Thursday, September 13, 2012

Return to Gotham

After days spent being a pd visa courier, I finally got back to the big apple.  While I was in DC, I did get to have a nice time at the Zeb and Haniya lecture at Georgetown, organized by Amb. Cynthia Schneider.  Zeb and Haniya are in the U.S. on the Center Stage program, and stopped into Georgetown to discuss their beginnings and their role in the South Asia music scene.  They spoke of beginning to play together while they were in college in the U.S. (at Smith and Mt. Holyoke, respectively), and using their music to conjure up the world they missed while studying far from home.  They spoke about how their music had unexpectedly connected with musicians and musical traditions of both South and Central Asia.  They also spoke of using their music to fight against a hopelessness in Pakistan that is borne out of perception not reality.  They were lovely, and it was an enjoyable program (complete with some delicious South Asian cuisine!).


I also was around to say goodbye to a dear colleague, Liz Murphy, who we have worked with on the American Music Abroad program.  After ten years in the Court of Uncle Sam, including tours in Azerbaijan and Mexico, Liz is leaving to help run a new program at MIT that deals with the intersection of science and culture.  State Department loses a tremendous asset, and we lose a real friend and terrific colleague to work with, but I am happy for her as it is time for Liz to move on.

I caught an early bus back to New York, and spent a chunk of the ride chatting with an opera singer and a filmmaker about dating, and the nature of boys and girls.  I arrived back in New York, and was welcomed back with a toasted everything bagel with creamcheese, tomatoes, onions and cucumbers.  Delicious.  I passed through the streets with various folks speaking to their inner and outer demons.

I knew I was really back in Gotham when I descended into the subway and saw a woman playing a saw.  Not of the RAST variety, but rather playing it with a steel bow, kind-of like a harp.  She plucked the silver teeth and she bent the saw to make the sound undulate in a classical fashion.  Welcome back to a city that always offers external stimulation.

I returned back to my apartment, but was emitting stress still.  I tried to work through it, and finally decided that I could use a foot massage.  I hopped the train down to Chinatown, and found my favorite massage parlor.  An hour of foot binding and kneading for $22, not bad.  I listened to Amelie play rain as my feet were massaged.  The woman who gave me the foot massage the last time I was there came over and remembered me.  I guess a gringo who speaks a smidgen of Mandarin is a bit of an oddity.  The ladies told me in Chinese that I had pretty eyelashes.  The ladies convinced me to get a full body massage ($36 for an hour).  I tried to negotiate a combo package of foot and body, but to no avail.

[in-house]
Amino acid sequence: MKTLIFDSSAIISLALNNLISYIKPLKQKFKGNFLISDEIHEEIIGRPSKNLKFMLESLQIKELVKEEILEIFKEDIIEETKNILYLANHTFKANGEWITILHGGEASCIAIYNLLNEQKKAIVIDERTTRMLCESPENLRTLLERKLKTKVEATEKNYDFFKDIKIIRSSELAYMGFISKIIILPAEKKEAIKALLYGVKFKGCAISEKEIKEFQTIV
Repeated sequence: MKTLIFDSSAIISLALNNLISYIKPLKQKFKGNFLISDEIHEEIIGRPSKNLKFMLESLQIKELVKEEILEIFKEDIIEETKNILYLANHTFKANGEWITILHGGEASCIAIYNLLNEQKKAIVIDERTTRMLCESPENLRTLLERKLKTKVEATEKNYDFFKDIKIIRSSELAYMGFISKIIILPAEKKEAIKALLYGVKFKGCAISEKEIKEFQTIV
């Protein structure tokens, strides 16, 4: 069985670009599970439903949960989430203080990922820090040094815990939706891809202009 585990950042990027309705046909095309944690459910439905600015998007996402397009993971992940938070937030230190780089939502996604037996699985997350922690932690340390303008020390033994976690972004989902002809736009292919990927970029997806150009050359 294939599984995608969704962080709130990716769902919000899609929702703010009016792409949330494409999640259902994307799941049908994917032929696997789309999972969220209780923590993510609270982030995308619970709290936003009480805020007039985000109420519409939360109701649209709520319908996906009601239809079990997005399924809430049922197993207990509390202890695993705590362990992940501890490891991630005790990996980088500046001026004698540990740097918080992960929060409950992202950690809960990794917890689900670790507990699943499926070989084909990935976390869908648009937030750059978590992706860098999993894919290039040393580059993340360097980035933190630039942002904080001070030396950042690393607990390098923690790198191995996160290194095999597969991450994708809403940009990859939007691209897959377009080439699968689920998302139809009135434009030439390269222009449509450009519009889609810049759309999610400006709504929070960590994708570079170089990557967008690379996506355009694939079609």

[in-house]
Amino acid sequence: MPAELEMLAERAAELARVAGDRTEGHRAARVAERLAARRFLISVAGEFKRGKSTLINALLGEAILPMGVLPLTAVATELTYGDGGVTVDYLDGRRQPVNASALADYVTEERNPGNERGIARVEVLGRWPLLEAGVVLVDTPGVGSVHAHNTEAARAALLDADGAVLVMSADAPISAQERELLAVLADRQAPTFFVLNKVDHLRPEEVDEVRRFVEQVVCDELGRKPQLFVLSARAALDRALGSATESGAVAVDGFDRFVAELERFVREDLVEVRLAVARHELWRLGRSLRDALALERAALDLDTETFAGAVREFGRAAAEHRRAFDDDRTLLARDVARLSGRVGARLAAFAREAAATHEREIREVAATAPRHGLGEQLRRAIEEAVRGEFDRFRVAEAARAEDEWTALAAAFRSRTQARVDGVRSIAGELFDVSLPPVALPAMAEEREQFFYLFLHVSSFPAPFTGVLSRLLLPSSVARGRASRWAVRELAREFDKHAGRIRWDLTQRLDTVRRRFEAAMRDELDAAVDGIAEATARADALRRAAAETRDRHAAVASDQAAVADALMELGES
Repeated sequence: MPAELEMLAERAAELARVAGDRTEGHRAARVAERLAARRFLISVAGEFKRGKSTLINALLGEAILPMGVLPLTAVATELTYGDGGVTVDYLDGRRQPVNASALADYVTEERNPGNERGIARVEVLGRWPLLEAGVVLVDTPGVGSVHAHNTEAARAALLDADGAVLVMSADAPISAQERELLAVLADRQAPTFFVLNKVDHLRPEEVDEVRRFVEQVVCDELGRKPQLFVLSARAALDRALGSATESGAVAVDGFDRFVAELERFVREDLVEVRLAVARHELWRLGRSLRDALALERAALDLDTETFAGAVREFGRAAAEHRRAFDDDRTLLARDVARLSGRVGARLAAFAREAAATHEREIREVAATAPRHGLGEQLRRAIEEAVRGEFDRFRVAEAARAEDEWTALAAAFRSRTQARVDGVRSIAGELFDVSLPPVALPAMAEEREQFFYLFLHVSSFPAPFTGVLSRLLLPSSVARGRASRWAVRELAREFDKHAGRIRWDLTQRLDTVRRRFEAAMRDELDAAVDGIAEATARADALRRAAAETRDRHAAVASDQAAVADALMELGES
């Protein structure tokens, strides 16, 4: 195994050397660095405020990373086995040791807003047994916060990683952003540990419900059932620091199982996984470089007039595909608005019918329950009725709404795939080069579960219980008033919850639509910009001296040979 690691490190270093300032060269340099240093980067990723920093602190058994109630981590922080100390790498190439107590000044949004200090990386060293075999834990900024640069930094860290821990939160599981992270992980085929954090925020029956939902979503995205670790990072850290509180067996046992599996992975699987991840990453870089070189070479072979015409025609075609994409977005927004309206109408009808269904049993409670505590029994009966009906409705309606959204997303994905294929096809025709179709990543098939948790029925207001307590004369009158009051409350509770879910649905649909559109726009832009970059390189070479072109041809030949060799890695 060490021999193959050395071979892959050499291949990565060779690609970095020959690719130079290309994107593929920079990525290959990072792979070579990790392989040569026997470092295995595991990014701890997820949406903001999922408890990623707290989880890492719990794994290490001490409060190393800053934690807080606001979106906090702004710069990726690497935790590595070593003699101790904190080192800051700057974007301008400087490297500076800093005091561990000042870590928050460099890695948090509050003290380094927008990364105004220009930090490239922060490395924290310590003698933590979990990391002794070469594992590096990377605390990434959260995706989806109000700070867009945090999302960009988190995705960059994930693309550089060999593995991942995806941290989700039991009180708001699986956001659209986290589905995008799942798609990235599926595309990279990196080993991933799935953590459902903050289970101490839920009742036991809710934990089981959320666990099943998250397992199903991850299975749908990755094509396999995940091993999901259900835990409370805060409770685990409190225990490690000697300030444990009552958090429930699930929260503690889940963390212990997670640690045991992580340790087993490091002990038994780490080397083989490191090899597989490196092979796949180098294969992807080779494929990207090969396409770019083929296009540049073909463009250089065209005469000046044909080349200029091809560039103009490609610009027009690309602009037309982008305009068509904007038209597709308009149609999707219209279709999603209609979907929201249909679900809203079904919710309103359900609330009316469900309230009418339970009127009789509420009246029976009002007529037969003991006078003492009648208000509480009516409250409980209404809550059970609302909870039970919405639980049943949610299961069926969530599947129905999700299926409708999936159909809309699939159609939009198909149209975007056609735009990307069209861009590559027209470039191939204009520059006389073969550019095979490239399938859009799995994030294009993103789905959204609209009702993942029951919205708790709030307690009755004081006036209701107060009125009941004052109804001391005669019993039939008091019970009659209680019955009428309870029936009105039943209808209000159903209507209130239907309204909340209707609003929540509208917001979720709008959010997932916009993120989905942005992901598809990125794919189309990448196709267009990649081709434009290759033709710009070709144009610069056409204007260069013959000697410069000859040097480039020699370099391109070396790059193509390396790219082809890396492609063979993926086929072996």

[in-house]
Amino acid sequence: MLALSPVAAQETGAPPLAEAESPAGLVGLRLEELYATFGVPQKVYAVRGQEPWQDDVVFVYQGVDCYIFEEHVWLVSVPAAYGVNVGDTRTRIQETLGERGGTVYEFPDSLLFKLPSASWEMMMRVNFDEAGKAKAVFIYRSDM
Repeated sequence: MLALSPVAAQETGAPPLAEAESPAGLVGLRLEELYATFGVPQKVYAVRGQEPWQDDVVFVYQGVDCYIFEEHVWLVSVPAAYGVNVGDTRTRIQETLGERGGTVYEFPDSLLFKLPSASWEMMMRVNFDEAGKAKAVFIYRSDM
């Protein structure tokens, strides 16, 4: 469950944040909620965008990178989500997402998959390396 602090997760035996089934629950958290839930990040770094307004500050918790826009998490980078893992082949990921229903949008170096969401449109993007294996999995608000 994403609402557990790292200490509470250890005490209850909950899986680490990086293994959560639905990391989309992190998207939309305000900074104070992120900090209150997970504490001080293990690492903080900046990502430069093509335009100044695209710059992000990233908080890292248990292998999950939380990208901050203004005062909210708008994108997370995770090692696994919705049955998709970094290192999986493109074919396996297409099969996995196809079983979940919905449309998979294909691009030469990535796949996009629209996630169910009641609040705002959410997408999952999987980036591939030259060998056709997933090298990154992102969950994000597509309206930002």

Since I was still a bit tense, I decided that the body massage was a good idea.  After the foot massage ended, I switched over the the body massage room.  I disrobed and put on a towel, and lied face down for my pressing.  When the woman moved my towel, I started giggling and so did she.  She smacked my butt and told me in Chinese I had a cute tuchkis.  I got a wonderful massage and only blushed a few more times. It did wonders to chase away all the tension.

After two hours of massage and a stress free Bao Loa made his way back to the streets of Chinatown.  I passed ladies doing Chinese line dancing in the park, and I stopped for some dumpings at a hole-in-the-wall called Prosperity Dumplings.  8 steamed veggie dumplings for $2.50.  Light, flavorful and delicious.  As I departed, I added a sesame pancake ($1) which was like fried dough that was greasy, sesame and filled with spring onion.  Yum.

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